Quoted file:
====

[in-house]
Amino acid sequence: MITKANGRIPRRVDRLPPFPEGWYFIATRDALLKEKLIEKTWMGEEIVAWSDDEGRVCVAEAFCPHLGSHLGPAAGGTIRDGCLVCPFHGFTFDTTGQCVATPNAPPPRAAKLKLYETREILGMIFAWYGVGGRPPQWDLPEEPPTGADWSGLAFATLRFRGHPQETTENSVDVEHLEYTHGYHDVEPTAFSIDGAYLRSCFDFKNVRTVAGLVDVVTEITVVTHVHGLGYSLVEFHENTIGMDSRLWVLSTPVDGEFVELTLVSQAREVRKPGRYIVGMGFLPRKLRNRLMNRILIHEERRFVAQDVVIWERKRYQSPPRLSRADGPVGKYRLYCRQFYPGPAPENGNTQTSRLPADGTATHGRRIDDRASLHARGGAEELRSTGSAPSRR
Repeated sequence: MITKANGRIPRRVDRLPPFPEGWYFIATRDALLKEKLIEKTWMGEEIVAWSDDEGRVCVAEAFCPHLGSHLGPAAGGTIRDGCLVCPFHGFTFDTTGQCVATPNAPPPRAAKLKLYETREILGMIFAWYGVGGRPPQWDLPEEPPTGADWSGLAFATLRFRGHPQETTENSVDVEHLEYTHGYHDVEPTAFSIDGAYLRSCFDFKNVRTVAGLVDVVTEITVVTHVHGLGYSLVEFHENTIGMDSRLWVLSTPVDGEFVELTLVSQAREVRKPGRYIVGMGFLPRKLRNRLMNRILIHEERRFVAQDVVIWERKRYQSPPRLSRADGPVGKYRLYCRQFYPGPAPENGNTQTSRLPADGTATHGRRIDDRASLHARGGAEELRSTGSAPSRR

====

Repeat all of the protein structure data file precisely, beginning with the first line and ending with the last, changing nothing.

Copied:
[in-house]
Amino acid sequence: MITKANGRIPRRVDRLPPFPEGWYFIATRDALLKEKLIEKTWMGEEIVAWSDDEGRVCVAEAFCPHLGSHLGPAAGGTIRDGCLVCPFHGFTFDTTGQCVATPNAPPPRAAKLKLYETREILGMIFAWYGVGGRPPQWDLPEEPPTGADWSGLAFATLRFRGHPQETTENSVDVEHLEYTHGYHDVEPTAFSIDGAYLRSCFDFKNVRTVAGLVDVVTEITVVTHVHGLGYSLVEFHENTIGMDSRLWVLSTPVDGEFVELTLVSQAREVRKPGRYIVGMGFLPRKLRNRLMNRILIHEERRFVAQDVVIWERKRYQSPPRLSRADGPVGKYRLYCRQFYPGPAPENGNTQTSRLPADGTATHGRRIDDRASLHARGGAEELRSTGSAPSRR
Repeated sequence: MITKANGRIPRRVDRLPPFPEGWYFIATRDALLKEKLIEKTWMGEEIVAWSDDEGRVCVAEAFCPHLGSHLGPAAGGTIRDGCLVCPFHGFTFDTTGQCVATPNAPPPRAAKLKLYETREILGMIFAWYGVGGRPPQWDLPEEPPTGADWSGLAFATLRFRGHPQETTENSVDVEHLEYTHGYHDVEPTAFSIDGAYLRSCFDFKNVRTVAGLVDVVTEITVVTHVHGLGYSLVEFHENTIGMDSRLWVLSTPVDGEFVELTLVSQAREVRKPGRYIVGMGFLPRKLRNRLMNRILIHEERRFVAQDVVIWERKRYQSPPRLSRADGPVGKYRLYCRQFYPGPAPENGNTQTSRLPADGTATHGRRIDDRASLHARGGAEELRSTGSAPSRR